A warning to bloggers: A little transparency will go a long way to keeping you out of trouble.
The United Kingdom’s Advertising Standards Authority has published an article reminding bloggers that if they’re getting paid to positively review products or services, they have to clearly state that it’s advertising.
From the ASA
Put simply, a blogger who is given money to promote a product or service has to ensure readers are aware they’re being advertised to.
It’s especially important for PR pros to understand that they can’t pay bloggers to tout their products while posing as your average consumer. The ASA says they’ve been seeing reports of PR pros and advertisers encouraging bloggers to not identify their content as an advertisement.
Rich Leigh, co-founder of Bloggabase, agreed with the ASA’s admonishment in a Marketing magazine article
Time and again you hear about marketers thinking they can get away with putting pressure on bloggers to promote clients without declaring when money has changed hands.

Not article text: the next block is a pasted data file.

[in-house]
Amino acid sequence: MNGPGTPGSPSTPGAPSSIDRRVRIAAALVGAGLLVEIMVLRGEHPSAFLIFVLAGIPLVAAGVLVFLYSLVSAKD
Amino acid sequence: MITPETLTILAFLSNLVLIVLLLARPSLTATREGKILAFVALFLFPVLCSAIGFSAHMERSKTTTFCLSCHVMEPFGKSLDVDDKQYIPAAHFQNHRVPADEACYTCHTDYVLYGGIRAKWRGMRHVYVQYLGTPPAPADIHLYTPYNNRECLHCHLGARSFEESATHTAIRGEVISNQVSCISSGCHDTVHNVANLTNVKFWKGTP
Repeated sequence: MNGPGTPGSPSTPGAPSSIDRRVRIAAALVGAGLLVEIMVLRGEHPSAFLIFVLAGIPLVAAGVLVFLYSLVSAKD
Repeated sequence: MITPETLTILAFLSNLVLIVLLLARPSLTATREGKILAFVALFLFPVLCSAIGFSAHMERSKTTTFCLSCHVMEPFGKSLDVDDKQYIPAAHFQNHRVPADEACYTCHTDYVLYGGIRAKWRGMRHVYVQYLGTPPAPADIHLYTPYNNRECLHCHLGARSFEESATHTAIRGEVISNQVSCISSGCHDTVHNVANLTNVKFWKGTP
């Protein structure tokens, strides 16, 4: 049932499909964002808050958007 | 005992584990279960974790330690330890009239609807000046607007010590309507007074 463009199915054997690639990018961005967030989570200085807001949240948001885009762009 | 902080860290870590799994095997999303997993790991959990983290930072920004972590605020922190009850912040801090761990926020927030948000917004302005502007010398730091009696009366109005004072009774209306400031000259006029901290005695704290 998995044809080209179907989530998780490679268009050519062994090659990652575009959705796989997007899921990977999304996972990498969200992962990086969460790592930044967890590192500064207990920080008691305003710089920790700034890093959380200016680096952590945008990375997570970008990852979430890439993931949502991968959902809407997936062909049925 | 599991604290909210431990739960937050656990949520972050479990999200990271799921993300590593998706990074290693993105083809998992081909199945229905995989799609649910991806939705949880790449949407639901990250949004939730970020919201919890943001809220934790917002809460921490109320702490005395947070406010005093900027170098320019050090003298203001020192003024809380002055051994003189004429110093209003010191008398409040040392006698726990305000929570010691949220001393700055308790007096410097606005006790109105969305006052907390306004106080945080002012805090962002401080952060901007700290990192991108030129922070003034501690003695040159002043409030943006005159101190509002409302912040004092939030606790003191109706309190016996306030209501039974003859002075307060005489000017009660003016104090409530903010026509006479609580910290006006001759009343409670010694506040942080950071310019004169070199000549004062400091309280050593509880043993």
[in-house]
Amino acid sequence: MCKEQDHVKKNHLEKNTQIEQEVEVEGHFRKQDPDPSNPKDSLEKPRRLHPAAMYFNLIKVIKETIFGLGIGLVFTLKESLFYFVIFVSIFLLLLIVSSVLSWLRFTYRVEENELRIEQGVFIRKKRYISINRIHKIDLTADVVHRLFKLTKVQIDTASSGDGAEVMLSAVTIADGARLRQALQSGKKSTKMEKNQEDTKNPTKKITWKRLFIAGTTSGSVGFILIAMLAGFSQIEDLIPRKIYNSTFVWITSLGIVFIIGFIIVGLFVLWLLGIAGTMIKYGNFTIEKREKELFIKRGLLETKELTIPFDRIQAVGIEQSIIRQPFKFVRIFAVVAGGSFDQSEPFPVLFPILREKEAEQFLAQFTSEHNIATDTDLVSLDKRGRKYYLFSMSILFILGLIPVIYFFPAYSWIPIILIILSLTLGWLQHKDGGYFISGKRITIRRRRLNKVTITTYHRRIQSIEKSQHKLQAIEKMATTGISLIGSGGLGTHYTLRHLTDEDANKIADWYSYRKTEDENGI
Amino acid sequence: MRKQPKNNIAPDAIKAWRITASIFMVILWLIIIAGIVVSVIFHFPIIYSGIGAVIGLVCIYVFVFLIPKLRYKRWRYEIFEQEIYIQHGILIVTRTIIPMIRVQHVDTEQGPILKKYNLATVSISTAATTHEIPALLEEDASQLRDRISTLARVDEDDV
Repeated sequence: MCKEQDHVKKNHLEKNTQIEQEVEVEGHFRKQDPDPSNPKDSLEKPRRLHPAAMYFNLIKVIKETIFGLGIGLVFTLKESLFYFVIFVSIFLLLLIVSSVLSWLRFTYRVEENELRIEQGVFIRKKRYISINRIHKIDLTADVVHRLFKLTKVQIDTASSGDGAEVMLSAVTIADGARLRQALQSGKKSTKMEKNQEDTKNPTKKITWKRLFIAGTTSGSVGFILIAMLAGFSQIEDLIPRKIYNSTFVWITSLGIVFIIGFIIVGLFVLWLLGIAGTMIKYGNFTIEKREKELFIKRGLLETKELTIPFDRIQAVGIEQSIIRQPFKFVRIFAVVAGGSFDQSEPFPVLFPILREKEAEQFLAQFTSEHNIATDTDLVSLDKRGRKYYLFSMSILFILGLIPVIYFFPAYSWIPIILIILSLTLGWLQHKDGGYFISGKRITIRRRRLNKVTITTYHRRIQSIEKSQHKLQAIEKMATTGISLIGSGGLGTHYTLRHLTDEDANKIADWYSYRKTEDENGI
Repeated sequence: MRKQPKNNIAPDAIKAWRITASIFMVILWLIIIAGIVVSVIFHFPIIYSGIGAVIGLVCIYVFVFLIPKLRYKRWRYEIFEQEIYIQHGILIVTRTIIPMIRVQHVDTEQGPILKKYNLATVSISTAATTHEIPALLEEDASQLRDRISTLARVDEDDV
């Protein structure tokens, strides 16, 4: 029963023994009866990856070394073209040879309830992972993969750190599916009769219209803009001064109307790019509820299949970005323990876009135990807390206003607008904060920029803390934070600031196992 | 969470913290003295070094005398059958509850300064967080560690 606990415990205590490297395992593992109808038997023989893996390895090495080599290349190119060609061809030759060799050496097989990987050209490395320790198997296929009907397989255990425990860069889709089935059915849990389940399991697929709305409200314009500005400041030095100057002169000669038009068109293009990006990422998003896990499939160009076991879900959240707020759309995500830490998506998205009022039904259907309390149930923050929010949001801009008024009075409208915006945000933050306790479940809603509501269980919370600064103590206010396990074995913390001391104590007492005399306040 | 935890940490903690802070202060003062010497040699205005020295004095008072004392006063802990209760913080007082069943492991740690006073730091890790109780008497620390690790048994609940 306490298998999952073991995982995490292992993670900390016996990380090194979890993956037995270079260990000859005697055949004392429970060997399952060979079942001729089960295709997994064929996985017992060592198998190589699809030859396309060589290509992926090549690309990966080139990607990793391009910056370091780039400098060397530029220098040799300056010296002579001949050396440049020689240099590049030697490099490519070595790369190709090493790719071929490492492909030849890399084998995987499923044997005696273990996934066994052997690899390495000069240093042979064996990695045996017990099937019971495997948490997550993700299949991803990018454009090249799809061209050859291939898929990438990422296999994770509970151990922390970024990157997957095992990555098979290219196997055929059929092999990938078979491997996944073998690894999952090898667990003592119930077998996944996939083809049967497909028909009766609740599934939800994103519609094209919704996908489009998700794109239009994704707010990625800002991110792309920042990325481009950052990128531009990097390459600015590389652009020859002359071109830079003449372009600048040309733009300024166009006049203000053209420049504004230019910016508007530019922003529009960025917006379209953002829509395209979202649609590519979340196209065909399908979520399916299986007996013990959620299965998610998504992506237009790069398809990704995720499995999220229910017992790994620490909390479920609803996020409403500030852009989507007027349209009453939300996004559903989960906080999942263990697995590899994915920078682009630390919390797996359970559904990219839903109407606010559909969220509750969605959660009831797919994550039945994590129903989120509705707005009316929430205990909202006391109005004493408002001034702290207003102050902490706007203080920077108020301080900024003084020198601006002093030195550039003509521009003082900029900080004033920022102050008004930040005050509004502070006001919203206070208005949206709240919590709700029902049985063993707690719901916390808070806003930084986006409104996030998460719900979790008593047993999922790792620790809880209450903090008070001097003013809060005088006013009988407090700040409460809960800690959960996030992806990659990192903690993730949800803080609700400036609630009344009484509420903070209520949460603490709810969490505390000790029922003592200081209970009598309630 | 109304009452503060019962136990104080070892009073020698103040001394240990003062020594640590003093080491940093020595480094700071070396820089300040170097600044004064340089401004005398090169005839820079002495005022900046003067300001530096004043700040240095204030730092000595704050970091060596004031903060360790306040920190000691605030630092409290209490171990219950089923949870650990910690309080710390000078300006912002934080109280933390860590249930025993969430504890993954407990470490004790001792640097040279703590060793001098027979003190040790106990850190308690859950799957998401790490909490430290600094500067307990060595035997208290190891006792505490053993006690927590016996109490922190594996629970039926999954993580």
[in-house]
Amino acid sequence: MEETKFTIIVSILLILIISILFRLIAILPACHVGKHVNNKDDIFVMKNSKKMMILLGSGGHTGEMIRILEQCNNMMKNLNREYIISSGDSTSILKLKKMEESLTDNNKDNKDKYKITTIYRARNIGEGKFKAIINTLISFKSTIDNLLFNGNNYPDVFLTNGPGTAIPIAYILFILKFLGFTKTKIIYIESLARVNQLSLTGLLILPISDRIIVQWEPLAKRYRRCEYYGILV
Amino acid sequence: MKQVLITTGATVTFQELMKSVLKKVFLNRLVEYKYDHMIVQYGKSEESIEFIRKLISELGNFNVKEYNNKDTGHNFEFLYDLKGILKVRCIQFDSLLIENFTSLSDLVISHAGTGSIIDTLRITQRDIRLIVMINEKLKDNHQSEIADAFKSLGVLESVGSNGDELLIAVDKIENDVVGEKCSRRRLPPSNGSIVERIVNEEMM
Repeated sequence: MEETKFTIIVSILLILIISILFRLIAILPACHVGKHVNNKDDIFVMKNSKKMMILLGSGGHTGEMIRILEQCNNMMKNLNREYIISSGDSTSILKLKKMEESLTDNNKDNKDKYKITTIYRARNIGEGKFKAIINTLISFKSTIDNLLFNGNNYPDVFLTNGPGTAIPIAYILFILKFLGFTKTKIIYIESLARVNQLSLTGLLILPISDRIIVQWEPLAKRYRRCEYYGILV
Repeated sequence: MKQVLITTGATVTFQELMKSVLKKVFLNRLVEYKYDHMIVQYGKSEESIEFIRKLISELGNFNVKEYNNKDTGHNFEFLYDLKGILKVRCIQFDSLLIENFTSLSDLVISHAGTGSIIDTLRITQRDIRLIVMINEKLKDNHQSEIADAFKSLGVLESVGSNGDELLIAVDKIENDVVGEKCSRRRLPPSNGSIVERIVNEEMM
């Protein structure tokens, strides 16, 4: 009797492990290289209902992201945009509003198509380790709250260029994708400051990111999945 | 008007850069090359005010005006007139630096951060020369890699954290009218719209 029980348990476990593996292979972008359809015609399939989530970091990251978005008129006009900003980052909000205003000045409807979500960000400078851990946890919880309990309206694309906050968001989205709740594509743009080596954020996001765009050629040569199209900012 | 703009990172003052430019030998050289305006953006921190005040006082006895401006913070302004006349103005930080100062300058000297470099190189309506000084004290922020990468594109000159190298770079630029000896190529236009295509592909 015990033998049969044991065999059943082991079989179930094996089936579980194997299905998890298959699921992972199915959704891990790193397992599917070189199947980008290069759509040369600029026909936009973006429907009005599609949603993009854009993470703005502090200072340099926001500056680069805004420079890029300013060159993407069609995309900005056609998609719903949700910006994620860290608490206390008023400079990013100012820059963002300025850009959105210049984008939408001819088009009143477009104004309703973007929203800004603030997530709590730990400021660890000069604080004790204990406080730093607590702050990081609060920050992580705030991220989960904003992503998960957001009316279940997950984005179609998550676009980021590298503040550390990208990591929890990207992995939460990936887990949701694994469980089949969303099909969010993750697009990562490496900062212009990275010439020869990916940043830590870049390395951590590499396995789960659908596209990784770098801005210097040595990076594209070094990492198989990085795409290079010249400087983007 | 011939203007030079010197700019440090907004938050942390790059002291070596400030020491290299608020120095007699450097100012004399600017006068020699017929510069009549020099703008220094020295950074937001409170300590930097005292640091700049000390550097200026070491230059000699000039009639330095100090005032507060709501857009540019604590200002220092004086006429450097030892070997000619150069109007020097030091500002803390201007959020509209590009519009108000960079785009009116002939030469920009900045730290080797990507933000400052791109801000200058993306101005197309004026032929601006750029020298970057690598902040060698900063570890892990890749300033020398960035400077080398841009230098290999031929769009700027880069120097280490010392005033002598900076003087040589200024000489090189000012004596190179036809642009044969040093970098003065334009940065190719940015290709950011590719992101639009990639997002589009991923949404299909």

I know personally of situations where bloggers have agreed to accept more money than was initially offered in order to refrain from declaring paid posts and this is clearly wrong on both sides. The ASA has done all it can now.‘I didn’t know’ just isn’t an excuse marketers and bloggers can use now.
The ASA notes in its article that it’s not being “bombarded” with these types of issues, but they are seeing enough crop up to issue the reminder.
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The legal ramifications of failing to divulge a monetary blogger/brand relationship may not be as severe outside the United Kingdom, but it’s probably a good rule of thumb to be transparent about it. There are other consequences beyond legal ones, and being perceived as deceptive is never good for a company’s rep.